JANUARY 4, 2007 -- POSTED AT 8:30 P.M. CST
JONESBORO, AR -- As if serving alcohol in Jonesboro wasn't tough enough, now local law enforcement wants to tighten the rules for those clubs that are allowed to serve. And as you might imagine, the new proposed alcohol regulations have caused quite a stir.
Doug Mathis sits on the board of trustees at The Eagles, one of the 12 clubs currently serving alcohol in Jonesboro. He says he'd like to hear an explanation for some of these new rules. For instance, one of the proposed regulations would require all businesses to stop serving alcohol at 2 A.M.
"Our license says we can stay open till five o'clock. We're trying to provide a service for the local people here. A lot of them like to party late at night and we're trying to do that for the citizens of Jonesboro," says Mathis, with the Fraternal Order of the Eagles.
But Police Chief Michael Yates who is pushing for these new city regulations says other club owners are behind the mandatory 2 A.M. cutoff.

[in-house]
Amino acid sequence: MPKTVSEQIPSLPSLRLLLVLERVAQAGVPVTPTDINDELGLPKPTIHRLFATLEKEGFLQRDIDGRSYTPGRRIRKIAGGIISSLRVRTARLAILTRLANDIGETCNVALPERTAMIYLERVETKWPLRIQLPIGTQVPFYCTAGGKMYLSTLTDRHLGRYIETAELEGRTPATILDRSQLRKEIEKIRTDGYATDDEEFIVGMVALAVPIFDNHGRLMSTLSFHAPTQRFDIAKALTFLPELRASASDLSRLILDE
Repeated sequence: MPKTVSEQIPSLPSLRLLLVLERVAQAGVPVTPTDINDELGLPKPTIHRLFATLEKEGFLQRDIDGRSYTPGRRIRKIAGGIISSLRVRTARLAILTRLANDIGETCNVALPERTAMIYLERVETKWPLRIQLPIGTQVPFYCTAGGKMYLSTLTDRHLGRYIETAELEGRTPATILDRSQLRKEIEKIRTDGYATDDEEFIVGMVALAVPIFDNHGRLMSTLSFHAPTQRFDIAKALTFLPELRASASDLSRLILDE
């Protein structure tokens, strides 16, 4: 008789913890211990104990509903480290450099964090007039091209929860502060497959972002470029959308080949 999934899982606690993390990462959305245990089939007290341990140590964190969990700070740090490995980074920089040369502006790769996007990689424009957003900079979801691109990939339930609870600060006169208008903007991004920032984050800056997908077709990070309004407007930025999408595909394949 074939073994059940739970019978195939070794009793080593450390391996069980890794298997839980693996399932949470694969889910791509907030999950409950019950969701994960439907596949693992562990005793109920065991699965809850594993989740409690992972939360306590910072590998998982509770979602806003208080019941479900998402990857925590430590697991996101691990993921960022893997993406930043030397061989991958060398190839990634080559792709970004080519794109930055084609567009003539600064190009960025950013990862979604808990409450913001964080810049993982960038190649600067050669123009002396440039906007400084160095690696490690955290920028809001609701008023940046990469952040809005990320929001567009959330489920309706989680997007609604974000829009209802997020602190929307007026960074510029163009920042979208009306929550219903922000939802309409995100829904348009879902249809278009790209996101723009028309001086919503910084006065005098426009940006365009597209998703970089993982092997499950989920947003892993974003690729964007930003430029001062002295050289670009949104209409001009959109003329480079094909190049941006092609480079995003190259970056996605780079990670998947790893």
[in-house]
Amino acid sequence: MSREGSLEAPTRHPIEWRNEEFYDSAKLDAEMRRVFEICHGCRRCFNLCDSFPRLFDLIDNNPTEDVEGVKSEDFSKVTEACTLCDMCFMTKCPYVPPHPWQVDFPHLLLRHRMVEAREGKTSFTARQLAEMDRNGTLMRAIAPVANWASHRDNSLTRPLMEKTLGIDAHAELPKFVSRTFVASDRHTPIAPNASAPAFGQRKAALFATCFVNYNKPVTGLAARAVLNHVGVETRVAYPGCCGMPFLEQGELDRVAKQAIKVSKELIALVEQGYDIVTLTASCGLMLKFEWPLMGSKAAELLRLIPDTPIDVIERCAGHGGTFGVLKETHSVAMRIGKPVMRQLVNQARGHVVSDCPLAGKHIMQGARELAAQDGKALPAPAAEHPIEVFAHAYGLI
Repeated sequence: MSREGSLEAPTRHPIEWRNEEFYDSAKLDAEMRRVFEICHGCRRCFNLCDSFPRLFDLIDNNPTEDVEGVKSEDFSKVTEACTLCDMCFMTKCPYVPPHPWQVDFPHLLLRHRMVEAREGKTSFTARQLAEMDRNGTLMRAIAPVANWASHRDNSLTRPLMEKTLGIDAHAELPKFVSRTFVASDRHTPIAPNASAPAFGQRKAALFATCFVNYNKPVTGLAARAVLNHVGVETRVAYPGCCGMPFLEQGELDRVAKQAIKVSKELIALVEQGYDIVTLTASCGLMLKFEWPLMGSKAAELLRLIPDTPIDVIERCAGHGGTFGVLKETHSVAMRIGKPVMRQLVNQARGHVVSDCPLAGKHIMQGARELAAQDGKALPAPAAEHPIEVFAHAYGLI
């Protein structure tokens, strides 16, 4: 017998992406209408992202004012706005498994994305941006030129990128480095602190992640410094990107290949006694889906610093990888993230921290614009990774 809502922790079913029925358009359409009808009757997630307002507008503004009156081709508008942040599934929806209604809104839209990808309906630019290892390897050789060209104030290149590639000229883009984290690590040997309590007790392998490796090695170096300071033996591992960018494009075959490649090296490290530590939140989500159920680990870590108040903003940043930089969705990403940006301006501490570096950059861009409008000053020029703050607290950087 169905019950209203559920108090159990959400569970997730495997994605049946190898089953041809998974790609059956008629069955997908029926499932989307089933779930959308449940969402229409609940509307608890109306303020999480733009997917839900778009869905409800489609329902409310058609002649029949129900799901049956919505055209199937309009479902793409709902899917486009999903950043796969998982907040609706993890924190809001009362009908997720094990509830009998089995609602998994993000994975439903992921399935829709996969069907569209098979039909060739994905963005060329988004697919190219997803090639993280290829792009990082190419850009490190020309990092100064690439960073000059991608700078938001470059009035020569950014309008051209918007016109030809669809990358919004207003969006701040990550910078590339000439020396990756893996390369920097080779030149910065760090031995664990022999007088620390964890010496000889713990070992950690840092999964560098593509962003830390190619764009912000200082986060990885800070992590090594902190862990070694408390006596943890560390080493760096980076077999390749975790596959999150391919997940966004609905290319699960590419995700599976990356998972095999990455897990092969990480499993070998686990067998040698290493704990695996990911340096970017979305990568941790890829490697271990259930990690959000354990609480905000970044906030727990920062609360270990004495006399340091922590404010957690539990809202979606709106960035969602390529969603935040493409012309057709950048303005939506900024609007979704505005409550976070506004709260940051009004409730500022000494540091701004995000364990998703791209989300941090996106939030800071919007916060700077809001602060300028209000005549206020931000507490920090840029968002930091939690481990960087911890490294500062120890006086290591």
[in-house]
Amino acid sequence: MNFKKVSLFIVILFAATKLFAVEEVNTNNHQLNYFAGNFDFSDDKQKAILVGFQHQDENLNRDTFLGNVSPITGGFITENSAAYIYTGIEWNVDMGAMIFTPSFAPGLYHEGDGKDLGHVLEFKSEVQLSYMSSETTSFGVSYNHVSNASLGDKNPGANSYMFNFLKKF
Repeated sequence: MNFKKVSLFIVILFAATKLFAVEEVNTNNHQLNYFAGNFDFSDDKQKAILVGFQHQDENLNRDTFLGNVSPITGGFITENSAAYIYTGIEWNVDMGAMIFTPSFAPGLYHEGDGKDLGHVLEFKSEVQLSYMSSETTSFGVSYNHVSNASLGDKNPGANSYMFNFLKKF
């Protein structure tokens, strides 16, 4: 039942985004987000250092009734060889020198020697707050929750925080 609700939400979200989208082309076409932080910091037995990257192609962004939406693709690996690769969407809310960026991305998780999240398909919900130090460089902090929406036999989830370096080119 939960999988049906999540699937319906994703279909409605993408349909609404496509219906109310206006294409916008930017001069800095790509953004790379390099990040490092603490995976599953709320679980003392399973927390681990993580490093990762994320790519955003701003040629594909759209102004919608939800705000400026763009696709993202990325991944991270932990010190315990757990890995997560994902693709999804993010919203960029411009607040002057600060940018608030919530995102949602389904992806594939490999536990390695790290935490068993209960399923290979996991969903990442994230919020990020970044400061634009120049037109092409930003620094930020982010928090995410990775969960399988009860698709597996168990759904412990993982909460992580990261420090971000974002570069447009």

Another regulation that's got some feathers ruffled at The Eagles deals with required background checks.
"They want our employees registered with the city and to have them wear an identification card while they're employed here and stuff like that. I don't understand the reasoning behind that," says Mathis.
According to Chief Yates, the regulations would require background checks for all employees serving and pouring alcohol.
The third hot item on the books is the proposed five percent sales tax from the gross receipt sales of alcohol. But Mathis says they already pay a state alcohol tax and he doesn't see the need for another.
"They've added the five percent on top of the three percent that the city's already receiving from the state that we have to pay in on alcohol tax right now," says Mathis.
Because of the expected opposition, Mathis says he feels this resolution is being pushed through the council on a fast track, when a possible compromise could be reached.
"Maybe give everybody time to let this soak in and see what it's going to do. Get both sides together and maybe we can come to a good resolution on this thing," says Mathis.